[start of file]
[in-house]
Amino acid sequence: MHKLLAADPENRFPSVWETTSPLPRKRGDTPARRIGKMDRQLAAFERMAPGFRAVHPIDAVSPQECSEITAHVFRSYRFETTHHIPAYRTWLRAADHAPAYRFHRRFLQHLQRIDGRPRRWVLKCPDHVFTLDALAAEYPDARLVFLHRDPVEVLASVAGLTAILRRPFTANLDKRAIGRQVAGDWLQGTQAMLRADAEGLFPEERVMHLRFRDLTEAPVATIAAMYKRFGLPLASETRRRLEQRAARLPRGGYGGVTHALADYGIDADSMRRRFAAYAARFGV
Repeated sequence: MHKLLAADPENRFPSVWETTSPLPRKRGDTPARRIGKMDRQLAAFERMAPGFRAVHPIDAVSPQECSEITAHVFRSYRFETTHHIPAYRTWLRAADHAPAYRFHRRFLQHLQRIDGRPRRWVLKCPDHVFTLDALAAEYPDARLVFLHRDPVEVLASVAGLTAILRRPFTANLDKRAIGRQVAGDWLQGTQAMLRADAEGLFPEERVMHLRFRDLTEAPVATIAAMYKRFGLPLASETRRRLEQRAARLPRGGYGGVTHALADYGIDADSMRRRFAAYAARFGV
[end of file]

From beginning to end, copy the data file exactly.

[in-house]
Amino acid sequence: MHKLLAADPENRFPSVWETTSPLPRKRGDTPARRIGKMDRQLAAFERMAPGFRAVHPIDAVSPQECSEITAHVFRSYRFETTHHIPAYRTWLRAADHAPAYRFHRRFLQHLQRIDGRPRRWVLKCPDHVFTLDALAAEYPDARLVFLHRDPVEVLASVAGLTAILRRPFTANLDKRAIGRQVAGDWLQGTQAMLRADAEGLFPEERVMHLRFRDLTEAPVATIAAMYKRFGLPLASETRRRLEQRAARLPRGGYGGVTHALADYGIDADSMRRRFAAYAARFGV
Repeated sequence: MHKLLAADPENRFPSVWETTSPLPRKRGDTPARRIGKMDRQLAAFERMAPGFRAVHPIDAVSPQECSEITAHVFRSYRFETTHHIPAYRTWLRAADHAPAYRFHRRFLQHLQRIDGRPRRWVLKCPDHVFTLDALAAEYPDARLVFLHRDPVEVLASVAGLTAILRRPFTANLDKRAIGRQVAGDWLQGTQAMLRADAEGLFPEERVMHLRFRDLTEAPVATIAAMYKRFGLPLASETRRRLEQRAARLPRGGYGGVTHALADYGIDADSMRRRFAAYAARFGV